Report: Apple might challenge Tesla with an electric minivan

Hundreds of Apple employees are working on an electric car that resembles a minivan, according to a report by the Wall Street Journal. It’s possible the car will never make it to market, but the WSJ’s sources said the company has been meeting with manufacturers in Austria.

Apple CEO Tim Cook gave the car project, known as “Titan,” the go-ahead a year ago, according to the report. The team, which may grow to 1,000 people and has Apple vice president and former Ford engineer Steve Zadesky at its helm, is researching robotics, metals and materials. Apple has also hired Mercedes-Benz Research and Development North America lead Johann Jungwirth and industrial designer Marc Newson since the department’s formation.

The report indicated it will be several years before the car is completed and certified, and the minivan design is only the current iteration. The car’s battery and other electronics could also find their way into other Apple products.

Unlike Google’s car, Apple’s vehicle would not be self driving, the WSJ’s sources said.

Report: Uber hired 50 scientists from Carnegie Mellon to build self driving cars

We knew this day would come, but we didn’t know it would be this soon.

According to TechCrunch, Uber is building a research facility in Pittsburgh to invent its own self-driving cars. Not content to rely on Google, the on-demand ride company has reportedly recruited researchers from Carnegie Mellon University’s Robotics Institute to build the product.

It has staffed up with 50 senior scientists who will work on the software technology and the vehicles themselves. The Robotics Institute has been “cleaned out” with the flood of high profile departures, the TechCrunch report said.

After this story published, Uber released a blog post confirming the news. It called the center a “partnership” between Carnegie Mellon and Uber. The building will be called the Uber Advanced Technologies Center. As part of its development, Uber will fund faculty chairs and graduate fellowships at Carnegie Mellon. And in the blog post announcing the news, Uber included supportive quotes from Carnegie Mellon’s dean of the computer science department and the Pittsburgh mayor.

Uber CEO Travis Kalanick has said for a long time that the company intended to eventually shift to self-driving vehicles. That would cut a huge chunk of its revenue cost — drivers take 80 percent of every transaction. “When there’s no other dude in the car, the cost of taking an Uber anywhere becomes cheaper than owning a vehicle,” he explained at the Code conference in May.

Many have used Kalanick’s remarks as proof the company doesn’t care about its drivers’ well-being, since it hopes to eventually eliminate the need for them. On the flip side, the convenience, safety, and efficiency for passengers would be substantial.

A shift to self-driving cars would fundamentally change the nature of Uber’s business by putting the company in charge of the vehicle fleets it deploys. Until now, it has acted as a transportation platform, connecting willing riders to willing drivers, but not owning the hardware of the operation itself.

According to the report, Uber has already started to build work stations for the scientists, although there’s no word on the project’s timeline for completion.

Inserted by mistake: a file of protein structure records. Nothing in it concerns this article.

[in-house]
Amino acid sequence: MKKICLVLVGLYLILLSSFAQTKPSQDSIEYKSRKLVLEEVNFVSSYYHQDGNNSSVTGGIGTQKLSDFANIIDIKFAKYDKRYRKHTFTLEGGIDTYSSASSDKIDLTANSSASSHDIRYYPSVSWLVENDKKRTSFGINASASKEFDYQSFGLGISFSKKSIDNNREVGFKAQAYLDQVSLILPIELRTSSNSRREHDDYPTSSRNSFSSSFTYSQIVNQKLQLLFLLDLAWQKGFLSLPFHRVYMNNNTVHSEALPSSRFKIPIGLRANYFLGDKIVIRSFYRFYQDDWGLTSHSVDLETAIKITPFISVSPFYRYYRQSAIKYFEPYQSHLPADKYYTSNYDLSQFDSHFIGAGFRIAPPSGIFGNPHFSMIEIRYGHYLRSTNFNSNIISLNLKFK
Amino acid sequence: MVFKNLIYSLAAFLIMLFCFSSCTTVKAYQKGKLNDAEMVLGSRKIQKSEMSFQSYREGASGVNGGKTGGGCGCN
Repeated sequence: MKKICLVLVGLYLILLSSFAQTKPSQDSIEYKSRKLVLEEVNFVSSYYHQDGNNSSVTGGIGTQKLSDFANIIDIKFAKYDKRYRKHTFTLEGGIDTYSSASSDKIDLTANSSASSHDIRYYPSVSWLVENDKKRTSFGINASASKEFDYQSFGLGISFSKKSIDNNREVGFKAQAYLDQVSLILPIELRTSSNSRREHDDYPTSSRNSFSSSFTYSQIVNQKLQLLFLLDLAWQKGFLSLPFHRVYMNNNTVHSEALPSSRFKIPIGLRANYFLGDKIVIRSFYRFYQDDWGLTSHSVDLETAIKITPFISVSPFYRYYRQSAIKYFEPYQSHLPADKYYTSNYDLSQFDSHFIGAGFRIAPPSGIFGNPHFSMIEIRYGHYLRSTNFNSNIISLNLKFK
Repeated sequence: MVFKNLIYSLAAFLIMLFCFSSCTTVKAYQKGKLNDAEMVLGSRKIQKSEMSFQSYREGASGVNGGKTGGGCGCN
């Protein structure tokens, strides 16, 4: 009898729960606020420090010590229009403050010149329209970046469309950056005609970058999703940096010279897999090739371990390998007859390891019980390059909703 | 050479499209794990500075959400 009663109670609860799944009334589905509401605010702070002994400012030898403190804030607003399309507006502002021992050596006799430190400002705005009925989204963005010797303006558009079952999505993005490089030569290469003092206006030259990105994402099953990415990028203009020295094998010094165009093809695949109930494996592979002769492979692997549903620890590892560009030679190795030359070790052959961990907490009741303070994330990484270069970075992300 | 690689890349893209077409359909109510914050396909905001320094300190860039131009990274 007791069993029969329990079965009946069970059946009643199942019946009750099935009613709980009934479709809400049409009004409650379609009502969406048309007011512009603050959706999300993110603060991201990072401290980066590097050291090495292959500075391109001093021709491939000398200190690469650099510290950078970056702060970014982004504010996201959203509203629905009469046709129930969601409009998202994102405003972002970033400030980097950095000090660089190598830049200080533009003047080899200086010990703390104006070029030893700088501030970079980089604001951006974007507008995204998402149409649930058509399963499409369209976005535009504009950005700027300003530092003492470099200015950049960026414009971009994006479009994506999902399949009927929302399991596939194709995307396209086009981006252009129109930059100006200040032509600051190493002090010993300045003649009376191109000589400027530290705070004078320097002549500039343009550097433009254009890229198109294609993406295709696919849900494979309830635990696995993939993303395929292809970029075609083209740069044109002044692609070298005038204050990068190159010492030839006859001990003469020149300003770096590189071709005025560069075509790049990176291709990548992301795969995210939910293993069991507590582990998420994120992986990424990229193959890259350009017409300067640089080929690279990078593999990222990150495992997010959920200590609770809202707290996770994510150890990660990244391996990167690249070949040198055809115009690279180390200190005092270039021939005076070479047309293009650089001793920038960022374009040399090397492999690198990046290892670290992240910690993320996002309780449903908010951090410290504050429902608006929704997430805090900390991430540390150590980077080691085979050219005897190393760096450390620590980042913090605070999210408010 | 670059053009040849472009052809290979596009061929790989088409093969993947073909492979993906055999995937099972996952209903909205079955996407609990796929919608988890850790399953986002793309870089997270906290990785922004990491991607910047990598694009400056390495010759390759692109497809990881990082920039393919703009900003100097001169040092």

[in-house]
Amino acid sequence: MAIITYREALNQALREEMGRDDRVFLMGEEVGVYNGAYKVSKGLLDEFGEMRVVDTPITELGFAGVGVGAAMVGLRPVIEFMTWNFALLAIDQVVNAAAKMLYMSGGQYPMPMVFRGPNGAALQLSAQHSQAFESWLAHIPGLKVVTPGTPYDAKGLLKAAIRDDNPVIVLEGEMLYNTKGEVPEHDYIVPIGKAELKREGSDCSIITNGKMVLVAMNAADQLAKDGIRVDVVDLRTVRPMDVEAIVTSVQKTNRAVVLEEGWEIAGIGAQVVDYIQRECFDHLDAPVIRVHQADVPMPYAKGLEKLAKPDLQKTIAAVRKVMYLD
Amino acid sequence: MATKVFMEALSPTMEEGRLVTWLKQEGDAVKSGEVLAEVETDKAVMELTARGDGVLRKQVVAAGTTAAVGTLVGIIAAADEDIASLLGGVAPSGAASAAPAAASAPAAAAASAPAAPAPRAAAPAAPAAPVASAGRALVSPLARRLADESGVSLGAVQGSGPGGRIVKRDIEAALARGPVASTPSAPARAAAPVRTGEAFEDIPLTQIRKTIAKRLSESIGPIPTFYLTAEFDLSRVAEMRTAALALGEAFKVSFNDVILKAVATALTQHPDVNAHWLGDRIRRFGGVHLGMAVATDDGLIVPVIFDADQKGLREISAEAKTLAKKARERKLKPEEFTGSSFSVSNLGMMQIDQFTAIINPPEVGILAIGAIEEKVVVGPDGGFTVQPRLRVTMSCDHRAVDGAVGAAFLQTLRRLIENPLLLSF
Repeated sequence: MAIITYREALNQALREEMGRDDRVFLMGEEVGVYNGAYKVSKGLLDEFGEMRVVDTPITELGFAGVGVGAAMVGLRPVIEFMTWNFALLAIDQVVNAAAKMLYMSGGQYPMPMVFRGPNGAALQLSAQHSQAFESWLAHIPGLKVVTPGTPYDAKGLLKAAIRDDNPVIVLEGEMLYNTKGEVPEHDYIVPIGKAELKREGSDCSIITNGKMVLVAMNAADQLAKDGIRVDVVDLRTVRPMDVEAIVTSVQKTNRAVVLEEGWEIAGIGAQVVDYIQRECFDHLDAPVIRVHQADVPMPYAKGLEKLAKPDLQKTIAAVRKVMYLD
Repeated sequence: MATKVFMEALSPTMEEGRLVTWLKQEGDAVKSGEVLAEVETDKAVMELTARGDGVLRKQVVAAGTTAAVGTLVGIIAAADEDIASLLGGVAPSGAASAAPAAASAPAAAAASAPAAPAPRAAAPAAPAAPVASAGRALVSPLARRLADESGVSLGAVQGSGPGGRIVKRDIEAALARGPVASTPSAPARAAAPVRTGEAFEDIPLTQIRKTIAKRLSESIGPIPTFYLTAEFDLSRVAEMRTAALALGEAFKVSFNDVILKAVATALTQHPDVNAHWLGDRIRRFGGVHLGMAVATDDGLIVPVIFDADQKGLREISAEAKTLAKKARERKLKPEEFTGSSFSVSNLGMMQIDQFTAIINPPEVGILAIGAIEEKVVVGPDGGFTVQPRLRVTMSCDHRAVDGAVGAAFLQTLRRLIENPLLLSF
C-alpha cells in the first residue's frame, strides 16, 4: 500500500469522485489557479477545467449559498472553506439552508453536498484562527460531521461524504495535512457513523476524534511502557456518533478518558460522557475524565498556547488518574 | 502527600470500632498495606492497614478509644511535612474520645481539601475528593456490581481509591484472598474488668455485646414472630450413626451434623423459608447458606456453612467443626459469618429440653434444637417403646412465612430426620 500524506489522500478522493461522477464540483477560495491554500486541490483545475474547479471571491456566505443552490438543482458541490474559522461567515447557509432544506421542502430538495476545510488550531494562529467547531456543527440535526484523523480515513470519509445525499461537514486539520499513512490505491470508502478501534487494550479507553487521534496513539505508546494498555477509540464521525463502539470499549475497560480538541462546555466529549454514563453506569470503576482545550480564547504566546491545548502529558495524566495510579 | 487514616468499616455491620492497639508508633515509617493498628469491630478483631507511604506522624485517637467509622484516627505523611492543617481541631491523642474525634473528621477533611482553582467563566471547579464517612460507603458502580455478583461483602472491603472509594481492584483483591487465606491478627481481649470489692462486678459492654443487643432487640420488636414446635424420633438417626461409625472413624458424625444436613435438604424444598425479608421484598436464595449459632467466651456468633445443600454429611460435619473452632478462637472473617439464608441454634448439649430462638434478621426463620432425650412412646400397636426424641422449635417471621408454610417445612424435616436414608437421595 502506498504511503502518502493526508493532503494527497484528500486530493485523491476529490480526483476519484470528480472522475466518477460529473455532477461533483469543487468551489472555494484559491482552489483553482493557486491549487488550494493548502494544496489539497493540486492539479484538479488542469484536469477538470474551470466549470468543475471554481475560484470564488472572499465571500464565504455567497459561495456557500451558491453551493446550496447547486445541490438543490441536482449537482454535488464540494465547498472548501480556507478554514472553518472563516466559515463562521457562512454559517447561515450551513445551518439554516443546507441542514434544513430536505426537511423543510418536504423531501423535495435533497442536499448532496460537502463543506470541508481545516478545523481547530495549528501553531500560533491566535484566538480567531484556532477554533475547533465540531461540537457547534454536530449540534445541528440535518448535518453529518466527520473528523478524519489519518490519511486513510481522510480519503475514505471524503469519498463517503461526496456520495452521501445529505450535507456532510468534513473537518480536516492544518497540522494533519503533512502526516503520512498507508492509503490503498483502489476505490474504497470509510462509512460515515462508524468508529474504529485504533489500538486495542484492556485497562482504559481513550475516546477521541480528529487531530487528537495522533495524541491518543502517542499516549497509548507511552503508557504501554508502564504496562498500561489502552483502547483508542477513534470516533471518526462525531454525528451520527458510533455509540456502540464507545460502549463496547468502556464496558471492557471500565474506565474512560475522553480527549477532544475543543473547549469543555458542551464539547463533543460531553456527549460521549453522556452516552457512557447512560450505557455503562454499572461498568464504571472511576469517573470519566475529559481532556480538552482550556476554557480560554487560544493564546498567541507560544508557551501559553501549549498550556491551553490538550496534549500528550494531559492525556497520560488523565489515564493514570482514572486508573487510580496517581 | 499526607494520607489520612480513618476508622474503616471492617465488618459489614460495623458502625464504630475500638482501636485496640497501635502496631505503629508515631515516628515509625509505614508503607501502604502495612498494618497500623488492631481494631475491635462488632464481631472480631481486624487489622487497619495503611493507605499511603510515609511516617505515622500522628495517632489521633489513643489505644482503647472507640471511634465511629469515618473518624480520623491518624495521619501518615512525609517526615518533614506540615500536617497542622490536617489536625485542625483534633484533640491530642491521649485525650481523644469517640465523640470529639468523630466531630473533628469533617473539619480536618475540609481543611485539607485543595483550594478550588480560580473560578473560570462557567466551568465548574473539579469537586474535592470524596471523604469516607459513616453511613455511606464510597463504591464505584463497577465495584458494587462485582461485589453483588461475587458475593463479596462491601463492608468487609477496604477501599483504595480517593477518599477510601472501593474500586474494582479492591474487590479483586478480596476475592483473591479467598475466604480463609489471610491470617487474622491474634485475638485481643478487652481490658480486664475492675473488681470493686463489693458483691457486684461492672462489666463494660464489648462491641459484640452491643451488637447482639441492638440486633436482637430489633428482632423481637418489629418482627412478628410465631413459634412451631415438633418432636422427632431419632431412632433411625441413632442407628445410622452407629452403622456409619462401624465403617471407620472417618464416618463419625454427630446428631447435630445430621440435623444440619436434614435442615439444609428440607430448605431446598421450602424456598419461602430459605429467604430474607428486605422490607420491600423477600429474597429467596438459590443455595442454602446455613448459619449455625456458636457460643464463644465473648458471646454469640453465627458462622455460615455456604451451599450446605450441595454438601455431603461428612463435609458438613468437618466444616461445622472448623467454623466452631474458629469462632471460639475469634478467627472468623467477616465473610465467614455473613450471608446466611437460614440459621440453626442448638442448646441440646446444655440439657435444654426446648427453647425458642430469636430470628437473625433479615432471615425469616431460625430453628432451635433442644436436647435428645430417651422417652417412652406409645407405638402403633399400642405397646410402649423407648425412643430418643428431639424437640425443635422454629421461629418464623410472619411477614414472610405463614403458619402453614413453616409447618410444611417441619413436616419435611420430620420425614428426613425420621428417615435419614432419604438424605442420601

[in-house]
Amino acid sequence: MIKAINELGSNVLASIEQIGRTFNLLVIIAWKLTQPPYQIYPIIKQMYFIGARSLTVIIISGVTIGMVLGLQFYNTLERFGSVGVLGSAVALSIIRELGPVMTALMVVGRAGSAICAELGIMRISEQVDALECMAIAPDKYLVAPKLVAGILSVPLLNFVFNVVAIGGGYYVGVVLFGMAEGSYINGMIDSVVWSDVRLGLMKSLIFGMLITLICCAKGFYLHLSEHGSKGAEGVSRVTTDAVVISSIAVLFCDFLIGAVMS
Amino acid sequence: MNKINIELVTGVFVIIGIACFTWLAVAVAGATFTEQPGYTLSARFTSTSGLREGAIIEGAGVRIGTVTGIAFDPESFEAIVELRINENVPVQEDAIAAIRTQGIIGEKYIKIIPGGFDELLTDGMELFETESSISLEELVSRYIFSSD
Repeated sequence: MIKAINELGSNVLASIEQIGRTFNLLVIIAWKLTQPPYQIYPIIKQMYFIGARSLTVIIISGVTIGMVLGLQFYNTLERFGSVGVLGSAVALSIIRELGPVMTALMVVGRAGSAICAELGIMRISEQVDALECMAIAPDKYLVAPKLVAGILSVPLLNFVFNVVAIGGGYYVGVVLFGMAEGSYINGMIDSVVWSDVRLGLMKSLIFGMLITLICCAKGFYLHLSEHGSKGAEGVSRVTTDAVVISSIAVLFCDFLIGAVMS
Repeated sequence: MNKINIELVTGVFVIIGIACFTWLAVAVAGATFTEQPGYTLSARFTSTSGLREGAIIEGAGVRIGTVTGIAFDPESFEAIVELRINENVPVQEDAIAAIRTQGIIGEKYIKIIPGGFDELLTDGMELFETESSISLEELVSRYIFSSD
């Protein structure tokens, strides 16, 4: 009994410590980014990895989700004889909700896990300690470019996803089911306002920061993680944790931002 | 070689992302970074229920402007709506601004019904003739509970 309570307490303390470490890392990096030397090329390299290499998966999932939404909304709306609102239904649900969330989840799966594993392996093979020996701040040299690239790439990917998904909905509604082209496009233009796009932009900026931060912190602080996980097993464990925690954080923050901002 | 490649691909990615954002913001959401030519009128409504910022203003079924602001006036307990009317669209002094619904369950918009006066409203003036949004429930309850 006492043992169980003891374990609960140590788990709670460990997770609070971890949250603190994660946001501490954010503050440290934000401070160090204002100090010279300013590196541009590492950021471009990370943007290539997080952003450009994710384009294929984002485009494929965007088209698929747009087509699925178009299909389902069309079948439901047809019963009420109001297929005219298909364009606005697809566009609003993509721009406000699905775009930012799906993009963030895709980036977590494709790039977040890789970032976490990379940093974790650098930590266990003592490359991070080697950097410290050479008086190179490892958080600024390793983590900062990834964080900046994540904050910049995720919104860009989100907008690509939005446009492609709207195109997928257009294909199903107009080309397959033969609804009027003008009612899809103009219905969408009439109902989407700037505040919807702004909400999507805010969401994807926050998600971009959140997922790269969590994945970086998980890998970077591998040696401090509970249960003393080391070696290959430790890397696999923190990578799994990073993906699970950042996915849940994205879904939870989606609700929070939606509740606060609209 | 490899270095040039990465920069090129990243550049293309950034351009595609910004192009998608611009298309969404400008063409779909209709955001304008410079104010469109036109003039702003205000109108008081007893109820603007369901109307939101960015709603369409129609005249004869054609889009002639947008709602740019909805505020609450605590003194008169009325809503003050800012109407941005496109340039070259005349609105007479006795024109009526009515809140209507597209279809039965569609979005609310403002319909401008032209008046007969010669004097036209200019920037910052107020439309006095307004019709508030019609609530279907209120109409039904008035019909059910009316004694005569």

Uber gets investment from Baidu to aid China push, report claims

The Chinese web giant Baidu will buy a stake in Uber worth up to $600 million, according to sources quoted by Bloomberg. The ride-booking company, which raised $1.2 billion earlier this month to give it a valuation of $40 billion, is currently pushing into China, where it faces stiff competition from local rivals such as the Tencent-backed Didi Dache. Analyst Li Yujie told Bloomberg that cooperation between the companies could see Uber use Baidu’s mobile payment system in China. Integration seems to be the name of the game there – Didi Dache is conveniently tied in with Tencent’s WeChat messaging service, for example.

Is Ford facing off against Apple over the connected car?

A lot of automakers are lining up to support Apple’s new Siri Eyes Free technology, but Ford, the most aggressive company in the connected-car space, isn’t joining the queue. A platform war over the connected-car interface might be in the making.

iPhone accessory review: Ford Fiesta and Microsoft SYNC

After I wrote my recent article about Bluetooth integration with car audio, Ford contacted me about the Microsoft SYNC system. I took it for a test drive (literally). A new Ford may just be about the best (and probably most expensive) iPhone accessory out there.

Review roundup: Bluetooth car stereo iPhone adapters

Since music subscriptions services like Spotify and Pandora are all the rage, I wanted to listen to them in my car instead of the same boring CDs. To achieve my goal as painlessly as possible, I checked out a range of Bluetooth A2DP in-car streaming solutions.

Pioneer’s app-enabled receivers play nice with iOS content sources

Almost every car stereo available today has some way to connect to your Apple devices, but Pioneer is looking at even tighter integration with Apple’s iOS devices through custom-built apps that leverage services like Pandora. Here are my impressions of one such stereo.

Zipcar Prices IPO At $14 to $16 Per Share

Apparently, car sharing company Zipcar’s long-awaited IPO is not off! This week, Zipcar priced its IPO at between $14 and $16 per share for a planned run on the Nasdaq under the symbol ZIP. The company’s 8.3 million shares will net $89.2 million.

Ford Taps Tiny Bubbles for Lighter, More Fuel Efficient Cars

Ford is turning to a new tech to reduce the weight of its cars and improve fuel efficiency: tiny bubbles. Ford says it is trialling a technology out of the labs of MIT, now owned by Trexel, called MuCell, which injects micro bubbles into plastic components.